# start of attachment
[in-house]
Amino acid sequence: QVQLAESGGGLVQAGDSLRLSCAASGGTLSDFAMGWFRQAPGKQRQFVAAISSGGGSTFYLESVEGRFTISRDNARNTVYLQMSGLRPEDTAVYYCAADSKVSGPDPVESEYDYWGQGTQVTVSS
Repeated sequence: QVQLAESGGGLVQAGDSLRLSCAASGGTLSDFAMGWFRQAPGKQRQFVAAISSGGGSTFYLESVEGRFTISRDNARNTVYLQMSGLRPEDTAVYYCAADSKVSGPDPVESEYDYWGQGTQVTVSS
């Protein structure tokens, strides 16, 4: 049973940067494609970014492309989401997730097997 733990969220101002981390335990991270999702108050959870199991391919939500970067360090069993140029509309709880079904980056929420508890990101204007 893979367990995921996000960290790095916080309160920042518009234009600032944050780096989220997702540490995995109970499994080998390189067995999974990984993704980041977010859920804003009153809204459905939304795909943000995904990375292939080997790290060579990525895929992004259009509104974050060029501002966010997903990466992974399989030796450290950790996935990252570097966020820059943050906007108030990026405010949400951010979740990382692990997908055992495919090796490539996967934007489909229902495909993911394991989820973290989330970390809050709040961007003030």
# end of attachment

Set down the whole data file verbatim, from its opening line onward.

[in-house]
Amino acid sequence: QVQLAESGGGLVQAGDSLRLSCAASGGTLSDFAMGWFRQAPGKQRQFVAAISSGGGSTFYLESVEGRFTISRDNARNTVYLQMSGLRPEDTAVYYCAADSKVSGPDPVESEYDYWGQGTQVTVSS
Repeated sequence: QVQLAESGGGLVQAGDSLRLSCAASGGTLSDFAMGWFRQAPGKQRQFVAAISSGGGSTFYLESVEGRFTISRDNARNTVYLQMSGLRPEDTAVYYCAADSKVSGPDPVESEYDYWGQGTQVTVSS
């Protein structure tokens, strides 16, 4: 049973940067494609970014492309989401997730097997 733990969220101002981390335990991270999702108050959870199991391919939500970067360090069993140029509309709880079904980056929420508890990101204007 893979367990995921996000960290790095916080309160920042518009234009600032944050780096989220997702540490995995109970499994080998390189067995999974990984993704980041977010859920804003009153809204459905939304795909943000995904990375292939080997790290060579990525895929992004259009509104974050060029501002966010997903990466992974399989030796450290950790996935990252570097966020820059943050906007108030990026405010949400951010979740990382692990997908055992495919090796490539996967934007489909229902495909993911394991989820973290989330970390809050709040961007003030």